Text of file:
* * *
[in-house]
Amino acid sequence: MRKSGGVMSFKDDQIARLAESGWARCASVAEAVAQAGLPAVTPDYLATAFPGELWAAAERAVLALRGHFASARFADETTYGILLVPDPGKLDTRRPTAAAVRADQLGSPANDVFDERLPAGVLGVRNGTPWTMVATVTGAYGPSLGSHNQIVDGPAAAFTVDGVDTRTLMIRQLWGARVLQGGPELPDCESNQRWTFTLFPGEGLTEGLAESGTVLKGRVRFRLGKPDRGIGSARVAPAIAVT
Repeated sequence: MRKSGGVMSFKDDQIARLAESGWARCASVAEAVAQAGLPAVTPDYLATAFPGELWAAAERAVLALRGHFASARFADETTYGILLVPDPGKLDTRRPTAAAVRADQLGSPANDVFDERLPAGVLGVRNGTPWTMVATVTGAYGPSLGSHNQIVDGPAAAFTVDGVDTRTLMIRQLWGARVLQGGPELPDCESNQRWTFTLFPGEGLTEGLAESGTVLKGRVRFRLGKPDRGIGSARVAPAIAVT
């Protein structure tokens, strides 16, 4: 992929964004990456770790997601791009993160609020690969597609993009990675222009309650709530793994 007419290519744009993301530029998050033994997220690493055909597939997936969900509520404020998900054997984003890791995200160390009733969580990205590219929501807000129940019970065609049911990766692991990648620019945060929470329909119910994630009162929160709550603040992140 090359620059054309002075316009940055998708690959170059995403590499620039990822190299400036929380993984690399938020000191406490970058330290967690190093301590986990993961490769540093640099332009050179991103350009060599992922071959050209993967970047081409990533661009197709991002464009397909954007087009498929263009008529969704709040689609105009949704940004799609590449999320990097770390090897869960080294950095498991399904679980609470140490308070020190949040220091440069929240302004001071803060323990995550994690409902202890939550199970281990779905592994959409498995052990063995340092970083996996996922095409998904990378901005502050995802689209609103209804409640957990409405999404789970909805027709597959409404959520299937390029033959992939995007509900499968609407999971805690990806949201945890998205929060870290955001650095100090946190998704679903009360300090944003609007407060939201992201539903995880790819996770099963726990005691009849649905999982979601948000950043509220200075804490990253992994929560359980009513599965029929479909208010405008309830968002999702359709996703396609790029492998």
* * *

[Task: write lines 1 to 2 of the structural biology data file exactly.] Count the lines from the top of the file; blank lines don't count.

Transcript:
[in-house]
Amino acid sequence: MRKSGGVMSFKDDQIARLAESGWARCASVAEAVAQAGLPAVTPDYLATAFPGELWAAAERAVLALRGHFASARFADETTYGILLVPDPGKLDTRRPTAAAVRADQLGSPANDVFDERLPAGVLGVRNGTPWTMVATVTGAYGPSLGSHNQIVDGPAAAFTVDGVDTRTLMIRQLWGARVLQGGPELPDCESNQRWTFTLFPGEGLTEGLAESGTVLKGRVRFRLGKPDRGIGSARVAPAIAVT